We next examined the effect of the fatty acid synthetase inhibitors cerulenin and thiolactomycin (Fig. 4A). Cerulenin inhibits the condensation step of both eukaryotic and bacterial fatty acid synthetases (15), usually with a median inhibitory dose (IC50) less than 100 μM. At first glance, cerulenin seemed to have little effect on the cell-free synthesis of [14C]malonyl-CoA–labeled fatty acids at concentrations up to 1 mM (Fig. 4B). However, with increasing cerulenin concentration, trypanosomes accumulated [14C]caprate (10:0) rather than the normal end product myristate (Fig. 4C), which suggests a block in the final steps of myristate synthesis. Next we tested thiolactomycin, an antibiotic that inhibits the condensation step of the bacterial (but not eukaryotic) fatty acid synthetases (15). Thiolactomycin effectively inhibited trypanosomal fatty acid synthesis in vitro with an IC50 of ∼150 μM (Fig. 4B). Furthermore, thiolactomycin inhibited cell growth in culture in the same concentration range as that needed to inhibit fatty acid synthesis in vitro (Fig. 4D), which is consistent with the possibility that the in vivo target of thiolactomycin is indeed the fatty acid synthetase.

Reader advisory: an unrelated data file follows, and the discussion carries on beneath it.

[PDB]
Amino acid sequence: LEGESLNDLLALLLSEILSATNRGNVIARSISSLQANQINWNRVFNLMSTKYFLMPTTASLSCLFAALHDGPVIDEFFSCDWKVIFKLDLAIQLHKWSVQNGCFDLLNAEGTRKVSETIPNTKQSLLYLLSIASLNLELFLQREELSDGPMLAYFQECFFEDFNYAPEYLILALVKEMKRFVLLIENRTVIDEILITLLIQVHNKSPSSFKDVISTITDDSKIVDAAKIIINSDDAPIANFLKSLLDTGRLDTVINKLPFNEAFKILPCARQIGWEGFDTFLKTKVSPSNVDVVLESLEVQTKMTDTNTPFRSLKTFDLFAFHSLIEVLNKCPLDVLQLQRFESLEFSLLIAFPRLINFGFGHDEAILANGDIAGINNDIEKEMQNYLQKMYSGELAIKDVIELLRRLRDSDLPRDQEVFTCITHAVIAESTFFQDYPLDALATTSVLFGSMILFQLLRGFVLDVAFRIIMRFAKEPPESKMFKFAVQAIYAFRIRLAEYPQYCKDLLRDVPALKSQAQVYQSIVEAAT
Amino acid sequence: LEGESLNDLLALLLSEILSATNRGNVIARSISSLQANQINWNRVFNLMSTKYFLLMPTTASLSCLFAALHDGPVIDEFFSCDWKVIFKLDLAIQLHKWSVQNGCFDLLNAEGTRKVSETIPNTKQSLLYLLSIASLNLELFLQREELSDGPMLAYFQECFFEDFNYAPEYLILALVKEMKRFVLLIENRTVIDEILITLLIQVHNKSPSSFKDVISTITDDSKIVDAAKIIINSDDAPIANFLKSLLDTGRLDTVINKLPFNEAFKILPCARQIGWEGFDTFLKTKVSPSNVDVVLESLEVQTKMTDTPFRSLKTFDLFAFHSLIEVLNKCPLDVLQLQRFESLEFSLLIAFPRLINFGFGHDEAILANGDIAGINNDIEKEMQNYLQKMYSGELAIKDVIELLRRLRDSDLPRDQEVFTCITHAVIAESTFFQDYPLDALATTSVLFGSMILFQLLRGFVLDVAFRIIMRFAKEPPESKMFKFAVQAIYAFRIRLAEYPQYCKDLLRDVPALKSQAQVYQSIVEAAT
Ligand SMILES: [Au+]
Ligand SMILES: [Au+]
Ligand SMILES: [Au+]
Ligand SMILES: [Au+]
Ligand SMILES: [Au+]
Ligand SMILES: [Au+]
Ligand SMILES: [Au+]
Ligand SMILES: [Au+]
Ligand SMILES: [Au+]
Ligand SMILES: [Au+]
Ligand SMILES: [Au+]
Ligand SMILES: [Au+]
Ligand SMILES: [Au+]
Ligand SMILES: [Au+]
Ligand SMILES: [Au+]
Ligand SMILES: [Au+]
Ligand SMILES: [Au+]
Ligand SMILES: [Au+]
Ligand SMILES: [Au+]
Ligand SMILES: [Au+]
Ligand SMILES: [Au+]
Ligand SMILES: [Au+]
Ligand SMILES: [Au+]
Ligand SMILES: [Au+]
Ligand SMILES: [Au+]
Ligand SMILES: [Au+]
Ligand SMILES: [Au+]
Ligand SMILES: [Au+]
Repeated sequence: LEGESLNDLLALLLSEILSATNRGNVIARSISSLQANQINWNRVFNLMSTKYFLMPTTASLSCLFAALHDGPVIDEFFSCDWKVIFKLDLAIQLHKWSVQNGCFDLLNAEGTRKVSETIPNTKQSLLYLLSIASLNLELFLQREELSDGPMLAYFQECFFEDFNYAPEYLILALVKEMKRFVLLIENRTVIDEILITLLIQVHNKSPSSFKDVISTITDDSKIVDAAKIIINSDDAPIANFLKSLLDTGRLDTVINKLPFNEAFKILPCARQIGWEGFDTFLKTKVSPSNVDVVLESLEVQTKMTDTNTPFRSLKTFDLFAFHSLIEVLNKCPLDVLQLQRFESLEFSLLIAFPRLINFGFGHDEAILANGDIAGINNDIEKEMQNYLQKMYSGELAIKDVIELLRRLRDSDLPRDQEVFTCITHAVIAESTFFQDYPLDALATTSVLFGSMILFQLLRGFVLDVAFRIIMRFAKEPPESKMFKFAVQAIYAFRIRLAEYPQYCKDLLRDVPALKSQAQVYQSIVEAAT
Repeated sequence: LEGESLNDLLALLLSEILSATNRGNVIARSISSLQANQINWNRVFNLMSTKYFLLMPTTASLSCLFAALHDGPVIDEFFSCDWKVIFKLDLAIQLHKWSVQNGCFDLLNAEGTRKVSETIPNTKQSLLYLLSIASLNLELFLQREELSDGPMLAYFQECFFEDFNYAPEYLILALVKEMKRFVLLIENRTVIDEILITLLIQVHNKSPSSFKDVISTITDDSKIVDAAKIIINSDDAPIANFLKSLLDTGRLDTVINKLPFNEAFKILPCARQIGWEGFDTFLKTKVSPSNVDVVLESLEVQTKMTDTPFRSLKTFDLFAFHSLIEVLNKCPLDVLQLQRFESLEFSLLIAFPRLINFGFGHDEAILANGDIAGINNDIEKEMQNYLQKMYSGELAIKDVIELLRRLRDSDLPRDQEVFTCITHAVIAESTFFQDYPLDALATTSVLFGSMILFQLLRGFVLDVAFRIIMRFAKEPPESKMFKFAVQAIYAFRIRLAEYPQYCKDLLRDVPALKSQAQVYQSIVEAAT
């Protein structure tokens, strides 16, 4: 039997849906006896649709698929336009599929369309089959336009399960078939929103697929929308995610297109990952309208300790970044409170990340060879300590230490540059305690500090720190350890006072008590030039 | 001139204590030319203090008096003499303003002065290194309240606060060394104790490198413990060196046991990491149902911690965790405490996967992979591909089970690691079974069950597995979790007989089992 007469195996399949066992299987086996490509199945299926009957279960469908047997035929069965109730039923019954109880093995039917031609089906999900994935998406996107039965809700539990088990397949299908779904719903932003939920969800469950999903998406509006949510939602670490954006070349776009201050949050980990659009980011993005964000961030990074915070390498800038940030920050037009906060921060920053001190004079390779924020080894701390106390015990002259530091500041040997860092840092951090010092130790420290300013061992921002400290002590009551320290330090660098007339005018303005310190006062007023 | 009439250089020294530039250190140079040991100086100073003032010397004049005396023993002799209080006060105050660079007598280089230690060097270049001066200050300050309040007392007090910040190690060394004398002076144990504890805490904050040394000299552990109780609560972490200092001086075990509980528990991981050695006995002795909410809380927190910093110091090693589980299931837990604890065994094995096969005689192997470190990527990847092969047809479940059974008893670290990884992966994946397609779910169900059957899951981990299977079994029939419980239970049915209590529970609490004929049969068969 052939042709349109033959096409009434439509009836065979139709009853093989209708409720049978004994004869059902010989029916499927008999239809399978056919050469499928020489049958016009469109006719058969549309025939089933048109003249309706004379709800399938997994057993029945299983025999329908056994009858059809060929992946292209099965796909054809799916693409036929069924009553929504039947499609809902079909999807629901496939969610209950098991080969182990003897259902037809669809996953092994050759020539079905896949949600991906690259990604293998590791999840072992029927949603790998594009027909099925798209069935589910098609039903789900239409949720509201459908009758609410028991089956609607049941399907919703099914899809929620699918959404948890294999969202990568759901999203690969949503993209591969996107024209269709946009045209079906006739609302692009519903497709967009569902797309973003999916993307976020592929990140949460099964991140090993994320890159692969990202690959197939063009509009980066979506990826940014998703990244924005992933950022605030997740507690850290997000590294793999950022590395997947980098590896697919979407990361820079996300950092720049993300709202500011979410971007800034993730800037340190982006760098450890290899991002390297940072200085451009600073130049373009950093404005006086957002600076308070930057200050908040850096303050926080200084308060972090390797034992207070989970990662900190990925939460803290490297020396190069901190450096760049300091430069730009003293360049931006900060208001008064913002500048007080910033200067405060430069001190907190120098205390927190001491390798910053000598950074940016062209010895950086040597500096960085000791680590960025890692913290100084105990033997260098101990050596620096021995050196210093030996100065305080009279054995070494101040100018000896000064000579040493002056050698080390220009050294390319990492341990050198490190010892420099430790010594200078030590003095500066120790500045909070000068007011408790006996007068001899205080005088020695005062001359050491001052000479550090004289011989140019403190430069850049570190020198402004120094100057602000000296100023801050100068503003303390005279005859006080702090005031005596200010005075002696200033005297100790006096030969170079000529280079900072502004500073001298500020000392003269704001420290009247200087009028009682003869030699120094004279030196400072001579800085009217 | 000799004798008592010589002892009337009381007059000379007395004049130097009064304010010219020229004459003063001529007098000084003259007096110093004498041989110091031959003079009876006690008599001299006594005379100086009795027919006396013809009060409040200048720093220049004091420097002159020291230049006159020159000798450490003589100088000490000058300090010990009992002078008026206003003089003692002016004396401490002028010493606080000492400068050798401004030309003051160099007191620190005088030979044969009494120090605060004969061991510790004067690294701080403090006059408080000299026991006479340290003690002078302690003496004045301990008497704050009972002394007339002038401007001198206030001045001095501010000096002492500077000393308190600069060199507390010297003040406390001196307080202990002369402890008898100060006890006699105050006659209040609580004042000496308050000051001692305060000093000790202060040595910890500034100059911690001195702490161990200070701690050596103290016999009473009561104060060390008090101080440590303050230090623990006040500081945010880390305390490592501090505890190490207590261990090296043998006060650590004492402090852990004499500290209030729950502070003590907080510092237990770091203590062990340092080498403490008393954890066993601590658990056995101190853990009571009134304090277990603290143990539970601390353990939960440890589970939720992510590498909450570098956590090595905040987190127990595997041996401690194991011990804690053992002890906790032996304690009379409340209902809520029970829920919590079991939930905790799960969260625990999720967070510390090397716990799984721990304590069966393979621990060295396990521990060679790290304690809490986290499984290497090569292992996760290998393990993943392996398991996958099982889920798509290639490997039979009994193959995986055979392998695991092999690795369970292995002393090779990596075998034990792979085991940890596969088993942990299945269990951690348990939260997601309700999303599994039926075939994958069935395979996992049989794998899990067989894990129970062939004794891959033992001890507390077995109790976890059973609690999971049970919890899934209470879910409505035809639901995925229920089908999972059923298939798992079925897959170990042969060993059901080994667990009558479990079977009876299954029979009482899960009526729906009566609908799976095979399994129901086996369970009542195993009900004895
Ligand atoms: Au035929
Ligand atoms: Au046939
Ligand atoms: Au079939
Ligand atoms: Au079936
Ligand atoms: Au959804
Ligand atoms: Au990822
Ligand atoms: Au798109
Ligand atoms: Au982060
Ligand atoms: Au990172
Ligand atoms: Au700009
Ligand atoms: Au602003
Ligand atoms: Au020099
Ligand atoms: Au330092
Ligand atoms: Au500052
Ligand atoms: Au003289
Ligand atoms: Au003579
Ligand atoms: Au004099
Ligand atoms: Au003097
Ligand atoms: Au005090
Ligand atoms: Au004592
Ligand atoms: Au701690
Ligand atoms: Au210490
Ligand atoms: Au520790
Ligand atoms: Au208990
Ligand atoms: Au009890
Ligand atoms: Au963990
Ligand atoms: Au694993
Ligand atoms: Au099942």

Figure 4

Inhibition of fatty acid synthetase by cerulenin and thiolactomycin. (A) Structures of the drugs. (B) Effect of cerulenin (squares) and thiolactomycin (circles) on in vitro fatty acid synthesis. The cell-free system was preincubated with cerulenin (Sigma) or with thiolactomycin for 10 min at 37°C before substrate addition and another 10 min of incubation. Incorporation into lipids was measured as in Fig. 1B. (C) Effect of cerulenin on the product chain length, measured as in Fig. 1C. A portion of the TLC plate (Rf, 0.30 to 0.84) is shown. (D) Effect of thiolactomycin on live cells. Bloodstream-form T. brucei 427 (24) in HMI-9 medium (25) were challenged in duplicate with 0 (white circles), 62.5 (black squares), 125 (black circles), 250 (white squares), or 375 μM (triangles) thiolactomycin.